Dependent on Treatment
Visual concerns can affect many people, and changes to quality of vision will often develop further slowly over time. Presbyopia and high hyperopia (farsightedness) are very similar conditions whereby the affected person has difficulty focussing on nearby objects. This concern can be as a result of ageing, often experienced when a person reaches their early to mid forties. Refractive lens exchange is often found to be an effective way to improve these concerns, which can be undertaken to help sharpen focus and reduce the need for wearing glasses.
Dependent on Treatment
The procedure involves removing the eye’s clear lens and replacing it with an artificial intraocular lens (IOL). Depending on your concerns, one of three IOL’s may be used: Monofocal fixed IOL – providing clearer vision at either, distance, near range or intermediate; Multifocal IOL – providing clear vision at different distances as required; or Accommodating IOL – providing clear vision at multiple distances as the eye moves. The new lens is not noticeable and is designed to provide a permanent solution.
Our Ophthalmology treatments are carried out under general anaesthetic. Here at REAL we use total intravenous anaesthesia as it has greater potential benefits compared to other forms of anaesthesia. Intravenous anaesthesia is more rapid in onset, and elimination which allows for speedier recovery. Further benefits include; increased haemodynamic stability (stabilised blood flow), decreased risk of organ toxicity, decrease in surgical haemostasis (bleeding), reduced risk of postoperative nausea and vomiting, and improved, more predictable recovery.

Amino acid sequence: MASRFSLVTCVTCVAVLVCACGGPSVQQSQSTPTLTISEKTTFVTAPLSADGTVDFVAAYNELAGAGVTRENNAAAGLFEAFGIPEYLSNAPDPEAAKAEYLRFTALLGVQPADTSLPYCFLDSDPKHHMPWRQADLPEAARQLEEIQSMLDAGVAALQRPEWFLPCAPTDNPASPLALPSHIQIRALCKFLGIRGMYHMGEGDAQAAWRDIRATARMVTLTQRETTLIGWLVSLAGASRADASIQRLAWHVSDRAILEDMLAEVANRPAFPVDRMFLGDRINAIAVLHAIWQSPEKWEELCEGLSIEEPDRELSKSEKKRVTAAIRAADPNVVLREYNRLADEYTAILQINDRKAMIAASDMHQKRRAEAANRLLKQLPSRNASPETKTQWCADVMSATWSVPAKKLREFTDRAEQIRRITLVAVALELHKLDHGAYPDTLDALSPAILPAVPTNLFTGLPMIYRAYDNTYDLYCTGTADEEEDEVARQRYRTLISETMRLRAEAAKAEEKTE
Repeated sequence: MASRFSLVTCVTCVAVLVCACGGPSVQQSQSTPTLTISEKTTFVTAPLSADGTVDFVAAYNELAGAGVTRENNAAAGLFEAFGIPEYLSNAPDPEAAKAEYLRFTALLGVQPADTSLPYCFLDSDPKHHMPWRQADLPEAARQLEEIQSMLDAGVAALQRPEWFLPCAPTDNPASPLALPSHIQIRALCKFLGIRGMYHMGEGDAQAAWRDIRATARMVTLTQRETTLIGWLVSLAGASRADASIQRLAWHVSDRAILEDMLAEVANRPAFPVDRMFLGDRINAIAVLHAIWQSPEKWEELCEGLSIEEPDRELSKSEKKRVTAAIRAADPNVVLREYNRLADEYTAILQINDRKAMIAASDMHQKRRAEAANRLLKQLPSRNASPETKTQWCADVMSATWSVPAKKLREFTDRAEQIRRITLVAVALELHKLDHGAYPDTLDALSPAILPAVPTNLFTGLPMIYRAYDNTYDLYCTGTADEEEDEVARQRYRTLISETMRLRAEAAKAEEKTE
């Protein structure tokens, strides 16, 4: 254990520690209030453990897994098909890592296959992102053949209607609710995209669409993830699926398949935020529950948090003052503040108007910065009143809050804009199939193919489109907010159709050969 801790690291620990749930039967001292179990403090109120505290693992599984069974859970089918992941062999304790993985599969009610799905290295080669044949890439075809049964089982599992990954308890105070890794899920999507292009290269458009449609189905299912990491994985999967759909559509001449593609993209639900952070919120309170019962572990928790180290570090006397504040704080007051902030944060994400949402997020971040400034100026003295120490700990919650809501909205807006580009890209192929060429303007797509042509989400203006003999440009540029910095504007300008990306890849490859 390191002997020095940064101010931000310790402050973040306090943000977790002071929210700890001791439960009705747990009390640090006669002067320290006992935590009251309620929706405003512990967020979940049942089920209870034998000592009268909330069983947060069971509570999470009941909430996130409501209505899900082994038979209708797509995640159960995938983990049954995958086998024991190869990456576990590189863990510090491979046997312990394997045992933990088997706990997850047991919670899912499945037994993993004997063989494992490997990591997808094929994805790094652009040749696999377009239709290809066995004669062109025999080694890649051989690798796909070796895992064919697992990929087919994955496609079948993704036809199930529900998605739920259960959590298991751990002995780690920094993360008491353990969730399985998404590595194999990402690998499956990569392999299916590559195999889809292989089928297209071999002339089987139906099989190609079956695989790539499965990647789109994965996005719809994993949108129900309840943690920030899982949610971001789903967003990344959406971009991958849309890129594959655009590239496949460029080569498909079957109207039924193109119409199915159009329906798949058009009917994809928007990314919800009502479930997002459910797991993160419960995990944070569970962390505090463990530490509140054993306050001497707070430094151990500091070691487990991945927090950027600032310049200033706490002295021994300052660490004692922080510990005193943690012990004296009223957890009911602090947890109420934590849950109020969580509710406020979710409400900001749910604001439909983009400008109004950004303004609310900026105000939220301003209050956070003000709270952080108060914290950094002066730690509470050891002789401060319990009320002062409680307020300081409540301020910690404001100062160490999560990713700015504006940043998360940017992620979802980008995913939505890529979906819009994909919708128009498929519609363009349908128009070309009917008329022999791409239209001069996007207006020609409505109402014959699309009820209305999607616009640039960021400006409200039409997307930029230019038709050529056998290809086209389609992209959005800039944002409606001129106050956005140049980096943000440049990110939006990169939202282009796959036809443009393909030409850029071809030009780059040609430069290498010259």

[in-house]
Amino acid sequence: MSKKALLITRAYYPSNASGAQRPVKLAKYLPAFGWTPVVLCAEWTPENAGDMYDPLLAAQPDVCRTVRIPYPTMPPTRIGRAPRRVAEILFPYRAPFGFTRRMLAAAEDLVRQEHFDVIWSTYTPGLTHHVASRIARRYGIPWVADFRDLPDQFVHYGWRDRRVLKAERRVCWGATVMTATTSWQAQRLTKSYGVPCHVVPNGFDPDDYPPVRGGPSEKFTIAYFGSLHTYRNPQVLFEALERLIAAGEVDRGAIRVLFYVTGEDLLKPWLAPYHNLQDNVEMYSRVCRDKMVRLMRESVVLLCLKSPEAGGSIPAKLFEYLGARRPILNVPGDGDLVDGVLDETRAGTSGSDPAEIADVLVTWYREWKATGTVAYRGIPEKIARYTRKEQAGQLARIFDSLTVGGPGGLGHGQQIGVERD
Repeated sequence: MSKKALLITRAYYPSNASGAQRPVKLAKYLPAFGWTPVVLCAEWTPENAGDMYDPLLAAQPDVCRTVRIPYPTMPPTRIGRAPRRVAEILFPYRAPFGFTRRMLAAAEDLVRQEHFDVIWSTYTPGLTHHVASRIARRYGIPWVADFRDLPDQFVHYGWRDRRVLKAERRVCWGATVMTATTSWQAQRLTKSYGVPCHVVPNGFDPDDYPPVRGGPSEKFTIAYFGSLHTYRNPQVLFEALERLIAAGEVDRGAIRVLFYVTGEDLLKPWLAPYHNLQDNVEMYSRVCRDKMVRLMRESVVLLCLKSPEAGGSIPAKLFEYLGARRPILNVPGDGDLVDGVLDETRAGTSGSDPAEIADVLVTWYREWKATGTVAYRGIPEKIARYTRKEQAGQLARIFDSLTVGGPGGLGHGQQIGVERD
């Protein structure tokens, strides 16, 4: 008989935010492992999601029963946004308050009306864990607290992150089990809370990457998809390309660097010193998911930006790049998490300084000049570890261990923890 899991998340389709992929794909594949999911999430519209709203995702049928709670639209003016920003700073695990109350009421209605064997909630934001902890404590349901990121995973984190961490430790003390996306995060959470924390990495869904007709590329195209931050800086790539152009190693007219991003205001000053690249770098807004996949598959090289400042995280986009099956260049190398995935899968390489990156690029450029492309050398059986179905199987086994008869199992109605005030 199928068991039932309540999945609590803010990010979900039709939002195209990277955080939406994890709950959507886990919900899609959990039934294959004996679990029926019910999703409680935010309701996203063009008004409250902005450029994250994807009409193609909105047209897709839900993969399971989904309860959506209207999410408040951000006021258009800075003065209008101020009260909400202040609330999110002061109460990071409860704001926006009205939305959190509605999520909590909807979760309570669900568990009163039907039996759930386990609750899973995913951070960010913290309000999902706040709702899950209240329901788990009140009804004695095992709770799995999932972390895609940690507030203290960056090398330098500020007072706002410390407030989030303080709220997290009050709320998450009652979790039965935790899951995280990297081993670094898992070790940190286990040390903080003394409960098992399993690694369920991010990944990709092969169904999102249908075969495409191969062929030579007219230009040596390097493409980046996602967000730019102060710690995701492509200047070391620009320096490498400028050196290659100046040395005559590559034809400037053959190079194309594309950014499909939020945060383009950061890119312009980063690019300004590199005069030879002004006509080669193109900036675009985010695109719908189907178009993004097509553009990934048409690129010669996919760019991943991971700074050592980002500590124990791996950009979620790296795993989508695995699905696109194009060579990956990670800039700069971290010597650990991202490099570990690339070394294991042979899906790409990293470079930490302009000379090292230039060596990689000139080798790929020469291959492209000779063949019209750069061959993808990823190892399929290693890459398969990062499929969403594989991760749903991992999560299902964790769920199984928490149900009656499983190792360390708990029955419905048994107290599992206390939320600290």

The eyes will feel sensitive while they heal, which may take several weeks. During this time, periods of blurred vision, glares, halos and a scratchy sensation may be experienced. Our follow-up appointments will monitor your progress during healing and we will advise when to resume certain activities; for example: you may be able to drive after 1 week.
Refractive Lens Exchange is carried out in the same way that the treatment for cataracts is performed. The lens of one or both eyes (although not during the same procedure) is removed in order to improve a person’s vision. However, the difference is that the lens when affected by cataracts is cloudy, as opposed to being clear like in cases of presbyopia and high hyperopia.
If you’re not sure what treatment you need, or you would just like a chat to get some advice, give our team a call or drop us a message and we’ll be happy to help.